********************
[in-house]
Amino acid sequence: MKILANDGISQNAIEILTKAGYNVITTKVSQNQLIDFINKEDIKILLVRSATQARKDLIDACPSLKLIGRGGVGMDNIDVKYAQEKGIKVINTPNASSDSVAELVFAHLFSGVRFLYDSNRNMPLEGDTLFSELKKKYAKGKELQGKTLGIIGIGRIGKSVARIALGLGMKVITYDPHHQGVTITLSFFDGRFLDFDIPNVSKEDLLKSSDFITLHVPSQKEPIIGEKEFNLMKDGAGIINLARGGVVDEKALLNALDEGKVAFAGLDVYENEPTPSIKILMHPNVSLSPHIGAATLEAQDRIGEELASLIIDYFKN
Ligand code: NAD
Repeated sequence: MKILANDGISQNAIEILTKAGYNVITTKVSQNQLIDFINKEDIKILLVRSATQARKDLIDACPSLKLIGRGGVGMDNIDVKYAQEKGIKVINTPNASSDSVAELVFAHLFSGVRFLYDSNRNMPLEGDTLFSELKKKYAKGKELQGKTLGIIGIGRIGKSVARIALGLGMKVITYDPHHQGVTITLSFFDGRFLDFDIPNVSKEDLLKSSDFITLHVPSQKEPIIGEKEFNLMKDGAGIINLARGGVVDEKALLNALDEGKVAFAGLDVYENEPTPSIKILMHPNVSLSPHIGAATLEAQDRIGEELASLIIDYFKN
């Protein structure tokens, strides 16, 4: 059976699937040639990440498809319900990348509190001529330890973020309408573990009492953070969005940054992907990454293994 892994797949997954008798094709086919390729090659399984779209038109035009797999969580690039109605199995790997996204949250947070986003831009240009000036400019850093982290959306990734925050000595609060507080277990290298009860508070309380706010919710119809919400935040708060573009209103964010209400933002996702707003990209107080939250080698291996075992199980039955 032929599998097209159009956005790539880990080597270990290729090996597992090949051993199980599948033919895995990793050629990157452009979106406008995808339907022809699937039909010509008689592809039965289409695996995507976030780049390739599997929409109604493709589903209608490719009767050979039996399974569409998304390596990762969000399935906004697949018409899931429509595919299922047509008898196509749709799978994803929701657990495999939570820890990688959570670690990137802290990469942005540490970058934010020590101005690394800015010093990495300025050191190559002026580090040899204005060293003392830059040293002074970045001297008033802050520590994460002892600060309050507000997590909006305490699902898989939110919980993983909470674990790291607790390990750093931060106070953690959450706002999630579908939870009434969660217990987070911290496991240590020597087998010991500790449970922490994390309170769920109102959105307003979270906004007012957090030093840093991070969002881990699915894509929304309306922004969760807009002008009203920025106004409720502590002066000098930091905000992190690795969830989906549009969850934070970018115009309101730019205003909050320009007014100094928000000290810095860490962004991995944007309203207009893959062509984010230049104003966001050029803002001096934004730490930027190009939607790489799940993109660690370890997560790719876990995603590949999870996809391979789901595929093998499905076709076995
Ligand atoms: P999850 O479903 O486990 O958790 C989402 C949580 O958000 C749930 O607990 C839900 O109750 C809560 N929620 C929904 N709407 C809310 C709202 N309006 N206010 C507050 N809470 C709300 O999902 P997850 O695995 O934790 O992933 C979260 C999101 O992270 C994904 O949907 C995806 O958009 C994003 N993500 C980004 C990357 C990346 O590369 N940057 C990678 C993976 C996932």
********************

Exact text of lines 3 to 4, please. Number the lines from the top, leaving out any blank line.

Ligand code: NAD
Repeated sequence: MKILANDGISQNAIEILTKAGYNVITTKVSQNQLIDFINKEDIKILLVRSATQARKDLIDACPSLKLIGRGGVGMDNIDVKYAQEKGIKVINTPNASSDSVAELVFAHLFSGVRFLYDSNRNMPLEGDTLFSELKKKYAKGKELQGKTLGIIGIGRIGKSVARIALGLGMKVITYDPHHQGVTITLSFFDGRFLDFDIPNVSKEDLLKSSDFITLHVPSQKEPIIGEKEFNLMKDGAGIINLARGGVVDEKALLNALDEGKVAFAGLDVYENEPTPSIKILMHPNVSLSPHIGAATLEAQDRIGEELASLIIDYFKN